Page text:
We yogalilans love to go to workshops and classes. Workshops invigorate and inspire, revive a flagging practice, provide direction, breakthroughs, and eureka moments. Classes give us a sense of community and continuity, a feeling of connection with our fellow students and our teachers. The shared energy and encouragement helps us enjoy our own practice in a way that practicing solo may not. Some yogalilans are now in teacher training programs and working very hard to absorb all the wisdom they can from their mentors, entrenching their new skills into their practices, and kindling their voices and intuition as they begin to reach out to their own students.
However, there are times in our lives when practicing alone, and seemingly in isolation, becomes the order of the day. It becomes difficult to find fellowship, new ideas, and inspiration. It may be a period where you simply can’t absorb any new information, and instead need to focus on translating what you’ve learned into your own body on your own mat. It may be a time when changes in scheduling, financial commitments, or career directions make it impossible to seek out and travel to workshops, or to regularly attend classes. In any case, it is a time where it seems to be just you, your body, and your mat. Can practice remain consistent, fruitful, and satisfying?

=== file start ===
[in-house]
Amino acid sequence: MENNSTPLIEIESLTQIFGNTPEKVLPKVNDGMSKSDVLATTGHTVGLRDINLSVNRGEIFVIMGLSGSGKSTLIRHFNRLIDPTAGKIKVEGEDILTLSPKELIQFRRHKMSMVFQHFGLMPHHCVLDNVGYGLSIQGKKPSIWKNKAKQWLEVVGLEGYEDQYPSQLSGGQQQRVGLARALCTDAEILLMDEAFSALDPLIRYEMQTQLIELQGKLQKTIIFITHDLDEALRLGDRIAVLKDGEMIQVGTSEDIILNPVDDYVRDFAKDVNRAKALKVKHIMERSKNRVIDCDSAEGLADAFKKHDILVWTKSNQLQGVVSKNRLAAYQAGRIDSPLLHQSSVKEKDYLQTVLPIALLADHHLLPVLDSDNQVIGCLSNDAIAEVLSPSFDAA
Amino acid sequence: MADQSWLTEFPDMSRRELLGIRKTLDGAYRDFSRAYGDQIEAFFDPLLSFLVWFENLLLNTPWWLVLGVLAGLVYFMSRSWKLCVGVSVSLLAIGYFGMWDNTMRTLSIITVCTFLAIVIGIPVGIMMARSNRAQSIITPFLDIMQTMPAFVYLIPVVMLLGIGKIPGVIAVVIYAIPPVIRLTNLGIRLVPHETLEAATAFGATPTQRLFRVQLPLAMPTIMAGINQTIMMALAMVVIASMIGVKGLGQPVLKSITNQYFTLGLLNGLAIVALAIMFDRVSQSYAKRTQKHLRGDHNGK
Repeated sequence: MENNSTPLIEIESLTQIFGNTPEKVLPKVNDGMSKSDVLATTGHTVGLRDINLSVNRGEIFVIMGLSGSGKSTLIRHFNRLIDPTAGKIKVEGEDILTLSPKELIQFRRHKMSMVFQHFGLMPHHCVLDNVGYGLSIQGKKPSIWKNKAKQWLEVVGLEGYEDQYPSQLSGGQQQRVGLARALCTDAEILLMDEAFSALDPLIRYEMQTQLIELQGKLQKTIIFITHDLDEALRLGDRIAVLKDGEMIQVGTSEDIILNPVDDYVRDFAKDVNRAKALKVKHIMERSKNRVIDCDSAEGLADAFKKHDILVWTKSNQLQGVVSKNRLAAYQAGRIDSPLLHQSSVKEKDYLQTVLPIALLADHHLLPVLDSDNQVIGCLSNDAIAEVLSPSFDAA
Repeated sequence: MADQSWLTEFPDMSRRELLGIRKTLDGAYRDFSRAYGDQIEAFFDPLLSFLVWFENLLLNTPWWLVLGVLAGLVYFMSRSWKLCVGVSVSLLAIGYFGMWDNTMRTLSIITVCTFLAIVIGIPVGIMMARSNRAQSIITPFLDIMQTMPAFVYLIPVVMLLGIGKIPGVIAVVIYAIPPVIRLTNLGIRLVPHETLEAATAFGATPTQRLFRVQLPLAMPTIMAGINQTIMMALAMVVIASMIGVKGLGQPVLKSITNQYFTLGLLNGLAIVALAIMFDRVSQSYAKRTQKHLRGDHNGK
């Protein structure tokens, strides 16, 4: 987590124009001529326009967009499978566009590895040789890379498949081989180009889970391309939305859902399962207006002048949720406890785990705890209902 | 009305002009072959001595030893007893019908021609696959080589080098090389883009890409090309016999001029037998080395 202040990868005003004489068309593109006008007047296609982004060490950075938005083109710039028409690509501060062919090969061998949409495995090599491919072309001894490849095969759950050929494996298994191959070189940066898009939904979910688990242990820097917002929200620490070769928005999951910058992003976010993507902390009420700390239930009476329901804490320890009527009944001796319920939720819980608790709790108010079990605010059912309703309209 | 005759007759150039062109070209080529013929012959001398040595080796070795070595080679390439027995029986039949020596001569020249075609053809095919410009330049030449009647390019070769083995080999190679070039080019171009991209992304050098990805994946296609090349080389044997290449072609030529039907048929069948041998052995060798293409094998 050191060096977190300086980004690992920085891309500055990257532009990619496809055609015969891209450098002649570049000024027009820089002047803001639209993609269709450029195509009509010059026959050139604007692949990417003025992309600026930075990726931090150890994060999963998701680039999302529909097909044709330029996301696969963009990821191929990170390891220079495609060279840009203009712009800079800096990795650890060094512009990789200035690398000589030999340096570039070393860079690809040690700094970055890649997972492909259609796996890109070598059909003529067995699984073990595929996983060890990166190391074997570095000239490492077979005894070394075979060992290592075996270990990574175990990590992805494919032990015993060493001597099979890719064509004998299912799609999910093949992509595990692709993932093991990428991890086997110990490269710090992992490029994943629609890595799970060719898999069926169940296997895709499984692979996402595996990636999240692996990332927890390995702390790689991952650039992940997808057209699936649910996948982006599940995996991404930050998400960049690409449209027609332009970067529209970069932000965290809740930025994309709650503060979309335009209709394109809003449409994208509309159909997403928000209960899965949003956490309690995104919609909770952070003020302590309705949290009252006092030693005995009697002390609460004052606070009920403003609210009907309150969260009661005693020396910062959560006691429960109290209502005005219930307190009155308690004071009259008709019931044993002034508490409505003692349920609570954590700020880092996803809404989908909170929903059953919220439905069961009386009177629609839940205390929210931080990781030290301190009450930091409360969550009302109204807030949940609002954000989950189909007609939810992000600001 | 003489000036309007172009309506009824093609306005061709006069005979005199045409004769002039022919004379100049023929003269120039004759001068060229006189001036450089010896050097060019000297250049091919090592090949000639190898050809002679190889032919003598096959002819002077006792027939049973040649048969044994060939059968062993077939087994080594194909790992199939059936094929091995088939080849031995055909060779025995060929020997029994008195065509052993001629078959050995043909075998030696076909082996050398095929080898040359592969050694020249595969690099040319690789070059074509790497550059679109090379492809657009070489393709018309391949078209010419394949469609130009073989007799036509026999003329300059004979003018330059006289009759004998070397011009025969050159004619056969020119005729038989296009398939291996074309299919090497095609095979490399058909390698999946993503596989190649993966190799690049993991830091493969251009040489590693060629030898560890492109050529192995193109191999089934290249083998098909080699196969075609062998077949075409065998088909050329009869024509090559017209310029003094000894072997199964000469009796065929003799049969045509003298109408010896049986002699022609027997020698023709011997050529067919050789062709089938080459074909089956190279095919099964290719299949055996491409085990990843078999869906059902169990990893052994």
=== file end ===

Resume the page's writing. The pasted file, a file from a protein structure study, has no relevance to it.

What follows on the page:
I have been reflecting on this question for the last few months, as a change in schedule has made it impossible to go to regular classes, and I have not been to a workshop since Fr. Joe Pereira was in my area last September. So, for the most part, it’s just been me and my mat. I miss my yoga friends, I miss the high-test jolt of inspiration that workshops give you. But, persistently and patiently, I continue to drag out my mat, and let the practice unfold. It isn’t always exciting. In fact, it rarely is. But it’s personal, essential, and if I’m really paying attention, I can watch my poses evolve – not necessarily in getting my chin closer to my leg, or my feet closer to my head, but in a sort of slow illumination of the “black holes” in the body – the areas that we didn’t realize we could even feel, or be aware of, till we came into the pose and watched, waited, and breathed. At other times, I have the opportunity to share practice with a friend, or with my family. Yoga with my children, without necessarily being “yoga for children”, is another way I can remain refreshed and interested in my own practice. I journal, and sometimes find inspiration looking back through old journals and workshop notebooks – perhaps a pose to revisit, an attitude that needs to be shifted, an awareness lost or regained.
We all need to find strategies for keeping our practice meaningful to us when we essentially find ourselves practicing alone. What do you like to do?
note: if you don't already have a personal practice, or are unsure how to start one, one of the best resources I've seen on the internet is Kelly McGonigal's page on ideas for yoga practice . If you've never been there before, have a look.